“Crash Bandicoot N. Sane Trilogy” is a perfect fit for any Switch library
Disclaimer: This review is of the Nintendo Switch version of the game and was played primarily in docked mode. This copy of the game was provided free of charge by the developer for review purposes.
When Crash Bandicoot N. Sane Trilogy was announced for the PS4, long-time Playstation fans were both shocked and amazed. Finally, a developer was going to give Crash Bandicoot the love it was missing for so long since the IP was acquired by Activision. However, the more incredible thing is that for the first time, the entire Crash Bandicoot trilogy would be available on non-Sony platforms. Particularly, die-hard Nintendo fans could finally experience the trilogy on a Nintendo console. Aside from the fact that Nintendo has claimed the head of another former rival mascot (first Sonic, now Crash), portability for these games is also something that’s great to have in theory.
The Switch port has everything intact from the PS4 version, along with all additional content that was added after release but now with portable capabilities. It’s nothing too special, but for those who’ve never gotten to experience one of pioneers in 3D platforming, it’s a very good treat.
Presentation that defines how remakes should be done
Vicarious Visions, a developer with a long and storied history of making shovelware, handheld ports, and Skylanders, does some impressive necromancy reviving the long-dead Crash Bandicoot series. Considering the developer previously worked on the less-than-impressive GBA Crash Bandicoot games, it’s clear that the developer’s history with the series encouraged them to turn the remakes up to eleven. Each remake has impeccable animation, sound design and music that brings the beloved bandicoot back in a big way. Crash and Coco especially are incredibly well-animated, with tons of personality into their faces and movements. I may not personally be a fan of the Crash Bandicoot soundtrack, but it’s a pretty faithful recreation. Then again, that’s all the same from the original PS4 release of this title. What does the port add to the experience?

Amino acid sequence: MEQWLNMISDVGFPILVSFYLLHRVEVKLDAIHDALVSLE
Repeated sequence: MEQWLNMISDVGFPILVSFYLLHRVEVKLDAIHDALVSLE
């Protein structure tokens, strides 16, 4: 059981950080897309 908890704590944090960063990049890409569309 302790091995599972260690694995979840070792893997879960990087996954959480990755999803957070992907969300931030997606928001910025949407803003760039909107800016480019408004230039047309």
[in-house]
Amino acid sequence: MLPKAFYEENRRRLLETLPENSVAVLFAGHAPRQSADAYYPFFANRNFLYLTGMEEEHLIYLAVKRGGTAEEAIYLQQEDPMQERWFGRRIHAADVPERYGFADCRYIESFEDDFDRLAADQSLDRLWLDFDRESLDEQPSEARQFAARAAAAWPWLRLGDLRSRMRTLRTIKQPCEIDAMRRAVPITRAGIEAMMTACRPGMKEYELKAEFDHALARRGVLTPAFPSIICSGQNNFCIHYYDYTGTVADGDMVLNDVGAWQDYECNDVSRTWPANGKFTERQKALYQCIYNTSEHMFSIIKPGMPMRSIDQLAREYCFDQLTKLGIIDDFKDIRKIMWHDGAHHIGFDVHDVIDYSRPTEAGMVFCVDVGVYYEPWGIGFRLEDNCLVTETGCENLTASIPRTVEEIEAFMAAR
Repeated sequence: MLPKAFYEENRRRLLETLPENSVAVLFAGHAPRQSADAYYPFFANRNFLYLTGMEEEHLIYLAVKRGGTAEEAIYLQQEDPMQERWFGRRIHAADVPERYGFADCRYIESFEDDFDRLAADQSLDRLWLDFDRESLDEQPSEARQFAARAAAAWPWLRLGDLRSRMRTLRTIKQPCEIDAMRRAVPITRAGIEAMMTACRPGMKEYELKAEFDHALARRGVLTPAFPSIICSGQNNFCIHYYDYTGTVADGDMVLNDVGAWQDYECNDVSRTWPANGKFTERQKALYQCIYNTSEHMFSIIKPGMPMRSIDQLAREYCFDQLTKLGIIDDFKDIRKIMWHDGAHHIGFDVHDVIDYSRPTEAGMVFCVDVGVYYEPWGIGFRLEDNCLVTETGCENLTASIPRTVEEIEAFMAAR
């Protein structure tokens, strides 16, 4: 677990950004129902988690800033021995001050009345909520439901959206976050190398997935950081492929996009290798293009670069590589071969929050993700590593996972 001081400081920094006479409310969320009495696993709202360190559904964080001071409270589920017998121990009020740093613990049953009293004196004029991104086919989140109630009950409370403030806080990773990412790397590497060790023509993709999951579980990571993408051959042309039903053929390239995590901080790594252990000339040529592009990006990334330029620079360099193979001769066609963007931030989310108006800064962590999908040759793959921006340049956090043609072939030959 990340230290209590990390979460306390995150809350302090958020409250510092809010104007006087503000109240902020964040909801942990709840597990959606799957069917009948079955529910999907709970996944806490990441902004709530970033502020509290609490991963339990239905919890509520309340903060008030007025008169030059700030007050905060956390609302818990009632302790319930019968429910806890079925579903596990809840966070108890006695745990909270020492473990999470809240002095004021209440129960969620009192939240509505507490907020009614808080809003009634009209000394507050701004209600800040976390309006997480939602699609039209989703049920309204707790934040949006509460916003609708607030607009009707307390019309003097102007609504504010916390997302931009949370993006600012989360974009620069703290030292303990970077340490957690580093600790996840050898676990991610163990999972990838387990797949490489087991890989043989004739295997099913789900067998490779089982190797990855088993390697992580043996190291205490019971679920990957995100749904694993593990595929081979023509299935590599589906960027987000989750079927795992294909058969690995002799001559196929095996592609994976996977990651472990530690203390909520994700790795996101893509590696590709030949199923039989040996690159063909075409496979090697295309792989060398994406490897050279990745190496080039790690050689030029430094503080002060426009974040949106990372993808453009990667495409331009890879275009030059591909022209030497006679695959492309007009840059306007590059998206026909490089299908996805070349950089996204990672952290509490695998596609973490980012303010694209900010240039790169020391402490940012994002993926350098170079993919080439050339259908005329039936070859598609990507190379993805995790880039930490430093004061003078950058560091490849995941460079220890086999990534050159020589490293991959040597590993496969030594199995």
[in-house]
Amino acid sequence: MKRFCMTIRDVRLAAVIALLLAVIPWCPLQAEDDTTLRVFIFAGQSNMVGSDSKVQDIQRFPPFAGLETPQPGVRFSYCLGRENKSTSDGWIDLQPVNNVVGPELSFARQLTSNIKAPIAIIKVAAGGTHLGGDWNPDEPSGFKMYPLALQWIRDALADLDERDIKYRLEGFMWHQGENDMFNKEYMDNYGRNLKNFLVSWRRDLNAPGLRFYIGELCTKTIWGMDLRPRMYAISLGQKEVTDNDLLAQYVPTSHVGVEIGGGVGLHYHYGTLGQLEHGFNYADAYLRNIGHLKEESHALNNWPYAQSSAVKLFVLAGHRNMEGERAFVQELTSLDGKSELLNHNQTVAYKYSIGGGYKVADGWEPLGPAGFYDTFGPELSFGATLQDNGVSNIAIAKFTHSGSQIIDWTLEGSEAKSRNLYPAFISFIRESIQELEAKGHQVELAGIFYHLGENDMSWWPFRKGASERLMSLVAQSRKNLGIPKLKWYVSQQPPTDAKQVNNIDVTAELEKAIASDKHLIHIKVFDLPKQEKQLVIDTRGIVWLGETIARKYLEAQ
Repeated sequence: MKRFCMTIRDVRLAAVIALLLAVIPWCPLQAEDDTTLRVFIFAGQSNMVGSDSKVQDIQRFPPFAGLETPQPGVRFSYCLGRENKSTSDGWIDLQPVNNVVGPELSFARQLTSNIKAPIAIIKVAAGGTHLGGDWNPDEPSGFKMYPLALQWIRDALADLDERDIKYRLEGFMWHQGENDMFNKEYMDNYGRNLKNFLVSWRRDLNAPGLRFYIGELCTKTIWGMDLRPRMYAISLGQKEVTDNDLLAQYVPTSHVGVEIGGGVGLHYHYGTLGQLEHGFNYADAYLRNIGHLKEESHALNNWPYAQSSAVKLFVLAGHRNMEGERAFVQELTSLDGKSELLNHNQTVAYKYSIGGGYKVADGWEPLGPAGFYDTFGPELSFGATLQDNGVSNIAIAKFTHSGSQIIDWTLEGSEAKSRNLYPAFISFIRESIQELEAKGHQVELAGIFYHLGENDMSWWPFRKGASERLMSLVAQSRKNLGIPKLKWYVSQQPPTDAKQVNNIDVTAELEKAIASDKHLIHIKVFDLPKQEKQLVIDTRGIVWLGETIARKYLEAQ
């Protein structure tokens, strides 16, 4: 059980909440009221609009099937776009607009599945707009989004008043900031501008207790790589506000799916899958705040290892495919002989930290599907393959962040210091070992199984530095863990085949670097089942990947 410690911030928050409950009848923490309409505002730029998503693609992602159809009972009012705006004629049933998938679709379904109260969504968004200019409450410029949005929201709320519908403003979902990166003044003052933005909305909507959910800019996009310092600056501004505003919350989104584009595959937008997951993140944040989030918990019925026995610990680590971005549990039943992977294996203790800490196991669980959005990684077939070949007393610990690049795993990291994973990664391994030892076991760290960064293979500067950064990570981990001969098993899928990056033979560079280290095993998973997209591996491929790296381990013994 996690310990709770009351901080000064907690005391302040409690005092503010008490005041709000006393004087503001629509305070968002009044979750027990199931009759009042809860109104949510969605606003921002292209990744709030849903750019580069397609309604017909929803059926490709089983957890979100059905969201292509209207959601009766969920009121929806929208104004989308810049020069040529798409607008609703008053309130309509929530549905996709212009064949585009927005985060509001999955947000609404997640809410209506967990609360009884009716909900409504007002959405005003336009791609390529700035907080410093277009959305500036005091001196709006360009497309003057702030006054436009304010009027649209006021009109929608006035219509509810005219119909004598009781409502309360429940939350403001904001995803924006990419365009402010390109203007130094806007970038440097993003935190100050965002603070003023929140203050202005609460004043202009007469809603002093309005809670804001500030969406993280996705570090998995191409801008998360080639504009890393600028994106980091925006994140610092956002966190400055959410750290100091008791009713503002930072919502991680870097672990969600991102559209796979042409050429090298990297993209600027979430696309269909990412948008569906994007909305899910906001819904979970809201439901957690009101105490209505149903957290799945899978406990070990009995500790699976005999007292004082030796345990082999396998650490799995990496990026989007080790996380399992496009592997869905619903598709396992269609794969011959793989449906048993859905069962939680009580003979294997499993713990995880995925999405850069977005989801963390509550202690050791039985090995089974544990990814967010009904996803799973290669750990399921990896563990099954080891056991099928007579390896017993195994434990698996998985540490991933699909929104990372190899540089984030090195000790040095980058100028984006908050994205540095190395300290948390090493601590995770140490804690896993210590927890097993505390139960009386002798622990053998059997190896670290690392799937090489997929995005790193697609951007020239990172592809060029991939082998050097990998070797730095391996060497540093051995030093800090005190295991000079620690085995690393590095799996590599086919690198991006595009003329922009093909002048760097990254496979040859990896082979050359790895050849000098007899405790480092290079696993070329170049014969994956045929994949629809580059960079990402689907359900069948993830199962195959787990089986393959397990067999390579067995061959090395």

The main draw of buying the game is either not having played it before or wanting to play it portably on Switch. As someone in both of those categories, this port has a lot of value. The main drawback is how the game runs in portable mode. Although they put effort into making the game run as smoothly as possible, menus are slow and choppy, and the game runs at a lower framerate in portable mode. The game doesn’t necessarily feel worse to play, but it is noticeably worse looking in portable mode compared to docked mode. If that’s a dealbreaker, then it’s not worth buying again for those who’ve played the game on PS4. The experience is still definitely worth having for those who own a Switch and haven’t played the game before.
One great game, one good game with flaws, and one game that’s absolutely infuriating
The best part about the N. Sane Trilogy is the fact is contains three games for roughly $40-$60. That’s a pretty sweet value for those looking for some bang for their buck. It should provide plenty of game time, though some of the games are longer than others, and some games are artificially lengthened by their difficulty.
Each game is roughly the same platforming experience. Crash Bandicoot is a 2.5D series at its core, not really true 3D like Super Mario 64. The levels are a series of 3D corridors and “2D” sections, based more around getting through the level as efficiently and as cleanly as possible, picking up any collectibles along the way, rather than exploration. It’s a very welcome retro experience, and as someone who loves retro platformers but never played Crash Bandicoot, it’s an absolute joy to get to play these games.
Yet, the games are all fairly inconsistent, and especially as a whole package it’s obvious which games are newer than the others. Even if levels were selected at random from each game, it’d be pretty obvious which ones belong to which game based purely on level design. Here’s a quick overview of each game individually: